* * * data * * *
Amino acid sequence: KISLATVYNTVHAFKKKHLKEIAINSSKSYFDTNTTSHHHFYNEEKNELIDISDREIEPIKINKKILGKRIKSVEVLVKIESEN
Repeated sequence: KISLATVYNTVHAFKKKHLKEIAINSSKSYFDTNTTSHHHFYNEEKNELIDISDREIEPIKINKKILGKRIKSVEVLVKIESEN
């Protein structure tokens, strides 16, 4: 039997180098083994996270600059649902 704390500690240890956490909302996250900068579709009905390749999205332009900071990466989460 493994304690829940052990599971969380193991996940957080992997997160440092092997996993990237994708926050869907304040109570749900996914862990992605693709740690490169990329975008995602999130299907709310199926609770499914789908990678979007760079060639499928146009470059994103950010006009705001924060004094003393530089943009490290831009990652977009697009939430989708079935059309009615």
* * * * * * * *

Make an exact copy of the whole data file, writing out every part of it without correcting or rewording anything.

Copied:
Amino acid sequence: KISLATVYNTVHAFKKKHLKEIAINSSKSYFDTNTTSHHHFYNEEKNELIDISDREIEPIKINKKILGKRIKSVEVLVKIESEN
Repeated sequence: KISLATVYNTVHAFKKKHLKEIAINSSKSYFDTNTTSHHHFYNEEKNELIDISDREIEPIKINKKILGKRIKSVEVLVKIESEN
């Protein structure tokens, strides 16, 4: 039997180098083994996270600059649902 704390500690240890956490909302996250900068579709009905390749999205332009900071990466989460 493994304690829940052990599971969380193991996940957080992997997160440092092997996993990237994708926050869907304040109570749900996914862990992605693709740690490169990329975008995602999130299907709310199926609770499914789908990678979007760079060639499928146009470059994103950010006009705001924060004094003393530089943009490290831009990652977009697009939430989708079935059309009615």